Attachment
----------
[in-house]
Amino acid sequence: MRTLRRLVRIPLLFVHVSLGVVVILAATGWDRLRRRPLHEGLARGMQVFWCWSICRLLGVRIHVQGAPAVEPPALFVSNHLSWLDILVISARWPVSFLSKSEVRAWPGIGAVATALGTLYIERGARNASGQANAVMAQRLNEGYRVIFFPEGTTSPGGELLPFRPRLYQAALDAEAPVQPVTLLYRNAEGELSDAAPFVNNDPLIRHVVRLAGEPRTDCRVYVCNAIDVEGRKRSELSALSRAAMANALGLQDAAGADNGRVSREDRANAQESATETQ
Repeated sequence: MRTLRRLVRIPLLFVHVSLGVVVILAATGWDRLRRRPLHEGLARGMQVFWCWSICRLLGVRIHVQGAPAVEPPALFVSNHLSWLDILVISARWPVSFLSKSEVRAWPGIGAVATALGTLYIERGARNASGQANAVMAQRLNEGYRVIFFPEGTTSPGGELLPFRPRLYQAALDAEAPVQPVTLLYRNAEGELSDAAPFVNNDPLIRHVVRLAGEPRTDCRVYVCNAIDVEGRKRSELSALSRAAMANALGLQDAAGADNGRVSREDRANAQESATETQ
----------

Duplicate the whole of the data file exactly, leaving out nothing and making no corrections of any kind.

[in-house]
Amino acid sequence: MRTLRRLVRIPLLFVHVSLGVVVILAATGWDRLRRRPLHEGLARGMQVFWCWSICRLLGVRIHVQGAPAVEPPALFVSNHLSWLDILVISARWPVSFLSKSEVRAWPGIGAVATALGTLYIERGARNASGQANAVMAQRLNEGYRVIFFPEGTTSPGGELLPFRPRLYQAALDAEAPVQPVTLLYRNAEGELSDAAPFVNNDPLIRHVVRLAGEPRTDCRVYVCNAIDVEGRKRSELSALSRAAMANALGLQDAAGADNGRVSREDRANAQESATETQ
Repeated sequence: MRTLRRLVRIPLLFVHVSLGVVVILAATGWDRLRRRPLHEGLARGMQVFWCWSICRLLGVRIHVQGAPAVEPPALFVSNHLSWLDILVISARWPVSFLSKSEVRAWPGIGAVATALGTLYIERGARNASGQANAVMAQRLNEGYRVIFFPEGTTSPGGELLPFRPRLYQAALDAEAPVQPVTLLYRNAEGELSDAAPFVNNDPLIRHVVRLAGEPRTDCRVYVCNAIDVEGRKRSELSALSRAAMANALGLQDAAGADNGRVSREDRANAQESATETQ